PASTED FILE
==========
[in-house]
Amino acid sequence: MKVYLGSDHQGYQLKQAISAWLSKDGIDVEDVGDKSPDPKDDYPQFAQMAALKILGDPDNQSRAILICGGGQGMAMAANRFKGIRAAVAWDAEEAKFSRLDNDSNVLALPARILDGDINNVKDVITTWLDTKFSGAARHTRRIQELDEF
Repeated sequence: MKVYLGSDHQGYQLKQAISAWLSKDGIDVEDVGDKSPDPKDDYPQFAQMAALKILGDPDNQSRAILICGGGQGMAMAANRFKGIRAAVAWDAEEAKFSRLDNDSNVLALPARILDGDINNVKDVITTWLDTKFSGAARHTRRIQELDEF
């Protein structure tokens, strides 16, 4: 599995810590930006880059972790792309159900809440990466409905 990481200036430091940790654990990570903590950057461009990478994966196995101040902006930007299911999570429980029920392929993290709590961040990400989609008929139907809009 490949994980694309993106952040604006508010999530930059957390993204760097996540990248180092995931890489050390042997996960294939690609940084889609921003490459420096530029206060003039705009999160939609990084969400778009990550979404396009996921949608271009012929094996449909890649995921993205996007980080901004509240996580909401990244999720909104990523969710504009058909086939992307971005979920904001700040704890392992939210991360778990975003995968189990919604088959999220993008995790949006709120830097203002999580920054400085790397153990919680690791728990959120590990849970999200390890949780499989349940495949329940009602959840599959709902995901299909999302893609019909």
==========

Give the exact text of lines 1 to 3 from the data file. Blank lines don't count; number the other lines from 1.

[in-house]
Amino acid sequence: MKVYLGSDHQGYQLKQAISAWLSKDGIDVEDVGDKSPDPKDDYPQFAQMAALKILGDPDNQSRAILICGGGQGMAMAANRFKGIRAAVAWDAEEAKFSRLDNDSNVLALPARILDGDINNVKDVITTWLDTKFSGAARHTRRIQELDEF
Repeated sequence: MKVYLGSDHQGYQLKQAISAWLSKDGIDVEDVGDKSPDPKDDYPQFAQMAALKILGDPDNQSRAILICGGGQGMAMAANRFKGIRAAVAWDAEEAKFSRLDNDSNVLALPARILDGDINNVKDVITTWLDTKFSGAARHTRRIQELDEF